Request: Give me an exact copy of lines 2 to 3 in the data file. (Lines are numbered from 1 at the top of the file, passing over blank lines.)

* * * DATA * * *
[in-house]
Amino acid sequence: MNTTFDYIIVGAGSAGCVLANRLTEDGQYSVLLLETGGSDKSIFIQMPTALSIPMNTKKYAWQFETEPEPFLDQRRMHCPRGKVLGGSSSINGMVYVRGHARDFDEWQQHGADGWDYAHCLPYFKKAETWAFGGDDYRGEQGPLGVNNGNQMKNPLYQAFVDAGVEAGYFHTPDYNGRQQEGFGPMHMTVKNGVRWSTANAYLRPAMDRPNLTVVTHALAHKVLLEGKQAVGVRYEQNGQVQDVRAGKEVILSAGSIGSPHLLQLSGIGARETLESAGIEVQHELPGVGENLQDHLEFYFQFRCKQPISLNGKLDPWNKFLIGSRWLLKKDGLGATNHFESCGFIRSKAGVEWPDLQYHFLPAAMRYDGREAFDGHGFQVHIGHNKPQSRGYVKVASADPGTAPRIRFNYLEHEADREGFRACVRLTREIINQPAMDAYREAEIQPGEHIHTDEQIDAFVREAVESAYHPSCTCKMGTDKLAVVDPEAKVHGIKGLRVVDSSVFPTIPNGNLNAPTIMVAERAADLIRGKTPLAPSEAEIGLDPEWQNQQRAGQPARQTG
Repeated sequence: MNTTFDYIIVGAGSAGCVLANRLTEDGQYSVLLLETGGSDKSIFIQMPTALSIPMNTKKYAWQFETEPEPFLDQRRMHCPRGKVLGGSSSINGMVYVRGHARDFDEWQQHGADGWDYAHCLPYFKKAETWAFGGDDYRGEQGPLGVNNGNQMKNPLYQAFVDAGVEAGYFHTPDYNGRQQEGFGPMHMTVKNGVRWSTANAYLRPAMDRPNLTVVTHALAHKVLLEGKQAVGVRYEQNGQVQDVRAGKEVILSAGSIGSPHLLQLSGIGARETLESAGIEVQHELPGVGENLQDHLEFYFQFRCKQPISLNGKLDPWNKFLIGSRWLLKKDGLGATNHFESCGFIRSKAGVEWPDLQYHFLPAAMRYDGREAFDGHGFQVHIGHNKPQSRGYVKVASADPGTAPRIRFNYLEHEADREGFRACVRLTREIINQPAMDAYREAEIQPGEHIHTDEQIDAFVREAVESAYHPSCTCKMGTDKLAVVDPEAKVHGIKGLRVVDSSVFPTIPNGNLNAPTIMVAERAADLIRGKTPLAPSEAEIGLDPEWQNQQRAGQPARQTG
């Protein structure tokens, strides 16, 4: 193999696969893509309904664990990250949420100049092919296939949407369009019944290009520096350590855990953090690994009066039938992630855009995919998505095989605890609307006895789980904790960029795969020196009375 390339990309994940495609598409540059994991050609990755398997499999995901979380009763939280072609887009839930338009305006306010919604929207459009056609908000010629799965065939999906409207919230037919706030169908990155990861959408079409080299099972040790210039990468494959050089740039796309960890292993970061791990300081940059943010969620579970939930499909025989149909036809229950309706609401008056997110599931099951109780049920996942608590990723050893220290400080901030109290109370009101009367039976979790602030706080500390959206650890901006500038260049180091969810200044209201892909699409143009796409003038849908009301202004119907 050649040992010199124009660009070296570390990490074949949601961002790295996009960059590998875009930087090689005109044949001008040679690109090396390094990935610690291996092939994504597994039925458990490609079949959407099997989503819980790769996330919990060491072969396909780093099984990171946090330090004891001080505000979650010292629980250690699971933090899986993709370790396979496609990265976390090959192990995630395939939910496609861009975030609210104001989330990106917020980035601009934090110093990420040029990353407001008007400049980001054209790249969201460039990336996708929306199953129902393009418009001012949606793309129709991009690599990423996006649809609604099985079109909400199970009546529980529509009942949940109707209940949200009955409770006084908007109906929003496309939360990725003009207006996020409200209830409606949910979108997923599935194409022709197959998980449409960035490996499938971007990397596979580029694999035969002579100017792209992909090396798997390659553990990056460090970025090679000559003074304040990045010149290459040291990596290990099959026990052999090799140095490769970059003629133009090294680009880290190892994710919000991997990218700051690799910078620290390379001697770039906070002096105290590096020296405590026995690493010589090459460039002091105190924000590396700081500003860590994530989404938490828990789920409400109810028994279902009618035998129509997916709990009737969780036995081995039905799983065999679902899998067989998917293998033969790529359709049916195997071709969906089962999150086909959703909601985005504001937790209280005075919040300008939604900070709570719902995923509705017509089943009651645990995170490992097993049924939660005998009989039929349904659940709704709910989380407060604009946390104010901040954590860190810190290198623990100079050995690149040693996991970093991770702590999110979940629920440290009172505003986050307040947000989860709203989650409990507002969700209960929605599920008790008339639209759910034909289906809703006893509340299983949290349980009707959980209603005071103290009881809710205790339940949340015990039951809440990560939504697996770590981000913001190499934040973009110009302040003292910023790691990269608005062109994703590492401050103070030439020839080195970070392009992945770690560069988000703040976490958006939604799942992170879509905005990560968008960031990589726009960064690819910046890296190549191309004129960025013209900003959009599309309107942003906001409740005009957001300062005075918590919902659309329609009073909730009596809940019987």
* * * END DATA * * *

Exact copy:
Amino acid sequence: MNTTFDYIIVGAGSAGCVLANRLTEDGQYSVLLLETGGSDKSIFIQMPTALSIPMNTKKYAWQFETEPEPFLDQRRMHCPRGKVLGGSSSINGMVYVRGHARDFDEWQQHGADGWDYAHCLPYFKKAETWAFGGDDYRGEQGPLGVNNGNQMKNPLYQAFVDAGVEAGYFHTPDYNGRQQEGFGPMHMTVKNGVRWSTANAYLRPAMDRPNLTVVTHALAHKVLLEGKQAVGVRYEQNGQVQDVRAGKEVILSAGSIGSPHLLQLSGIGARETLESAGIEVQHELPGVGENLQDHLEFYFQFRCKQPISLNGKLDPWNKFLIGSRWLLKKDGLGATNHFESCGFIRSKAGVEWPDLQYHFLPAAMRYDGREAFDGHGFQVHIGHNKPQSRGYVKVASADPGTAPRIRFNYLEHEADREGFRACVRLTREIINQPAMDAYREAEIQPGEHIHTDEQIDAFVREAVESAYHPSCTCKMGTDKLAVVDPEAKVHGIKGLRVVDSSVFPTIPNGNLNAPTIMVAERAADLIRGKTPLAPSEAEIGLDPEWQNQQRAGQPARQTG
Repeated sequence: MNTTFDYIIVGAGSAGCVLANRLTEDGQYSVLLLETGGSDKSIFIQMPTALSIPMNTKKYAWQFETEPEPFLDQRRMHCPRGKVLGGSSSINGMVYVRGHARDFDEWQQHGADGWDYAHCLPYFKKAETWAFGGDDYRGEQGPLGVNNGNQMKNPLYQAFVDAGVEAGYFHTPDYNGRQQEGFGPMHMTVKNGVRWSTANAYLRPAMDRPNLTVVTHALAHKVLLEGKQAVGVRYEQNGQVQDVRAGKEVILSAGSIGSPHLLQLSGIGARETLESAGIEVQHELPGVGENLQDHLEFYFQFRCKQPISLNGKLDPWNKFLIGSRWLLKKDGLGATNHFESCGFIRSKAGVEWPDLQYHFLPAAMRYDGREAFDGHGFQVHIGHNKPQSRGYVKVASADPGTAPRIRFNYLEHEADREGFRACVRLTREIINQPAMDAYREAEIQPGEHIHTDEQIDAFVREAVESAYHPSCTCKMGTDKLAVVDPEAKVHGIKGLRVVDSSVFPTIPNGNLNAPTIMVAERAADLIRGKTPLAPSEAEIGLDPEWQNQQRAGQPARQTG